Bob is a self-represented plaintiff in a civil case (or, say, private prosecutor in a criminal case). He is also a witness. If the trial is judge-alone aka bench (not jury), he is able to conduct it himself.

At the hearing/trial, Bob (in his capacity as the plaintiff/prosecutor) says:

Your Honour, I call myself.

— and goes to the witness box to be examined by... himself.

Now what? Does he ask himself questions and give answers? Or does he just make statements of fact?

(Any common law jurisdiction)

1 Answer 1


It depends on the judge. Both narrative and question-answer formats can be required.

Under the narrative format, the defendant gives their statement. The prosecution can then cross-examine.

Under the question-answer format, the defendant plays both the role of themself and the role of their representative. They ask questions to themselves then answer. This was used in United States v. Nivica, 887 F.2d 1110 (1st Cir. 1989).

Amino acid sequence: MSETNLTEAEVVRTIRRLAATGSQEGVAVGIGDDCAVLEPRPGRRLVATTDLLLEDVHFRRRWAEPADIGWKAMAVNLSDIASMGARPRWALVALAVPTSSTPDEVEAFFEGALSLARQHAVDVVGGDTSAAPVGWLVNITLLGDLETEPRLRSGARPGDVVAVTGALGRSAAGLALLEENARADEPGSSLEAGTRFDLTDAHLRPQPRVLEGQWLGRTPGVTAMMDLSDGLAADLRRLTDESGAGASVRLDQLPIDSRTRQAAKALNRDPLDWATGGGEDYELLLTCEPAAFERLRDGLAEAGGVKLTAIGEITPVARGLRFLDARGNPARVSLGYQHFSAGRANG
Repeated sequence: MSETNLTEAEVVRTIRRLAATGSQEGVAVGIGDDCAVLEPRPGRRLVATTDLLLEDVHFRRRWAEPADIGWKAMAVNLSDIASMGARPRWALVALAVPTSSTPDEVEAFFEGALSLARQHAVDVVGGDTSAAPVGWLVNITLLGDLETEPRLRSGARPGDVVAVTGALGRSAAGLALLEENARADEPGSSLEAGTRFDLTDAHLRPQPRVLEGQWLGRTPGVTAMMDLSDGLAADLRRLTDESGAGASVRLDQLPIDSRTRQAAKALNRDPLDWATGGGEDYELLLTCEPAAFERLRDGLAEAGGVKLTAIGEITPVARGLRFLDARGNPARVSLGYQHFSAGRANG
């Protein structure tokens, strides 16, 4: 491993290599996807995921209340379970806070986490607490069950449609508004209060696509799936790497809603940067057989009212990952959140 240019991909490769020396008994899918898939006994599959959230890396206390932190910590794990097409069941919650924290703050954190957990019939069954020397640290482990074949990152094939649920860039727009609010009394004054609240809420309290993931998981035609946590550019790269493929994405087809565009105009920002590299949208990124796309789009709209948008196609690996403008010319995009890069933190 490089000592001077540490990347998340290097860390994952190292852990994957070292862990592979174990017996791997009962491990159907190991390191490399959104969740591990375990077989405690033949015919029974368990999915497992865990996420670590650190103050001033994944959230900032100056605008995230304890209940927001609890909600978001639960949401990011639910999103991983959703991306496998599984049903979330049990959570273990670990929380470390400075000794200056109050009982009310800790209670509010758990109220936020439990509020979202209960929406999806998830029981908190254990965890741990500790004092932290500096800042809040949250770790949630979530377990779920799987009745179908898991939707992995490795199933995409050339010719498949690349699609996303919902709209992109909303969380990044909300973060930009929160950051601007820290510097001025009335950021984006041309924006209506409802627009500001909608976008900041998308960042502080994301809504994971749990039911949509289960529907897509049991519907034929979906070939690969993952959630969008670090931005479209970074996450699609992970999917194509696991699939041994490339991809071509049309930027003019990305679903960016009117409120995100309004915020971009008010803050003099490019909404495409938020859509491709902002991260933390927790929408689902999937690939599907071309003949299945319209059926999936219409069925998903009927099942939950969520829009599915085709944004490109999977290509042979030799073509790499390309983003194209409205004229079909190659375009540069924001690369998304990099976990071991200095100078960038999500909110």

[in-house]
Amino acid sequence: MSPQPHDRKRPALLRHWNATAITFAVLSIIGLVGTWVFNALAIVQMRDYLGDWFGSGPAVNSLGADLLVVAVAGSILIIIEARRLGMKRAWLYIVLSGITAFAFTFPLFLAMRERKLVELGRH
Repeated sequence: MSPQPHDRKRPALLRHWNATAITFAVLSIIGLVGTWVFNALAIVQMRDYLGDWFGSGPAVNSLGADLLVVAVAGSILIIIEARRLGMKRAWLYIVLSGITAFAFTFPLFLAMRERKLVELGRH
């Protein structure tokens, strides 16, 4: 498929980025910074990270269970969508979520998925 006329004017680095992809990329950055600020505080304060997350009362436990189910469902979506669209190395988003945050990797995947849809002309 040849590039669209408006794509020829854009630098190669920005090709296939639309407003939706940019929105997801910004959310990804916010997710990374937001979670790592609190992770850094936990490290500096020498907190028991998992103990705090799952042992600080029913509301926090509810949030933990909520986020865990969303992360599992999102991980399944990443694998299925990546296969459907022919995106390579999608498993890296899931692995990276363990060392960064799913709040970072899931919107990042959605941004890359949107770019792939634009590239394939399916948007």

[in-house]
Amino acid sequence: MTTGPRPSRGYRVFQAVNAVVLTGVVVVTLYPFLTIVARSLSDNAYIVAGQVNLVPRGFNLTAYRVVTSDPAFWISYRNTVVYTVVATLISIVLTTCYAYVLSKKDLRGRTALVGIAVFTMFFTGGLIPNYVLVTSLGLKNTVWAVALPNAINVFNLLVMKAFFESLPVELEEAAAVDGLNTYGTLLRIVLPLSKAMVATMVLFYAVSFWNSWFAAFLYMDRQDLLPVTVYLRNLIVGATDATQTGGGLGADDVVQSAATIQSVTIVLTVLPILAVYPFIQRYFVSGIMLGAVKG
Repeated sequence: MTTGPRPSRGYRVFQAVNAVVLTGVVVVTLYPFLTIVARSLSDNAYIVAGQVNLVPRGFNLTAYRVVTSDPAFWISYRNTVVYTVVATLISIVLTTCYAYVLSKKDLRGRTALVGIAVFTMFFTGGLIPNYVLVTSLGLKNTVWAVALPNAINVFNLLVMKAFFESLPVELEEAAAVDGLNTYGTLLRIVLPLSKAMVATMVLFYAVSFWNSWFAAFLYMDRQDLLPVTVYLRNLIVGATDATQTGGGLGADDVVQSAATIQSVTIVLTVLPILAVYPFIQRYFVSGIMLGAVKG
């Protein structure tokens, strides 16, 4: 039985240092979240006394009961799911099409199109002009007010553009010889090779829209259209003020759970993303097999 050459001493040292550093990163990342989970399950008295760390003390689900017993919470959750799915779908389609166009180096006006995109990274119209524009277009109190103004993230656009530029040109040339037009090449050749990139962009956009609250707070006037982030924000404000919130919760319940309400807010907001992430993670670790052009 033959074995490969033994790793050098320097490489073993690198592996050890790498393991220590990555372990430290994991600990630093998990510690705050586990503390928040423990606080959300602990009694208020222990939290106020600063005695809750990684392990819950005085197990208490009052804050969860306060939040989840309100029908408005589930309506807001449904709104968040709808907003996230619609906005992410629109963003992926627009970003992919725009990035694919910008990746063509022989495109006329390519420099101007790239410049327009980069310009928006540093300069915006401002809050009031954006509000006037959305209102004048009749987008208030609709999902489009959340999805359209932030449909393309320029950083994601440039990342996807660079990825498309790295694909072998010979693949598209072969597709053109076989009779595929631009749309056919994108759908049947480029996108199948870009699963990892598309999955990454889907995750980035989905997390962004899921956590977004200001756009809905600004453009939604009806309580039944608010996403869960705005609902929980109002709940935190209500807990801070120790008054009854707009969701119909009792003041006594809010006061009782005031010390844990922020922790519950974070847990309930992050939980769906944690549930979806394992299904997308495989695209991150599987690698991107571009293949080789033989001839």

• Is ther actual law giving the Judge this flexibility, or is this a matter of judicial custom and precedent. Or perhaps there are judicial rules of procedure that cover this? In any case, what is the source of authority for this option? Commented Feb 24, 2021 at 17:15
  • This answer talks about the defendant, but the question is about a plaintiff or prosecutor. Commented Feb 24, 2021 at 21:31
  • @user2357112supportsMonica Correct. But I accept that the answer is "It depends on the judge" unless someone proves otherwise.
    – Greendrake
    Commented Feb 24, 2021 at 22:49

You must log in to answer this question.

Not the answer you're looking for? Browse other questions tagged .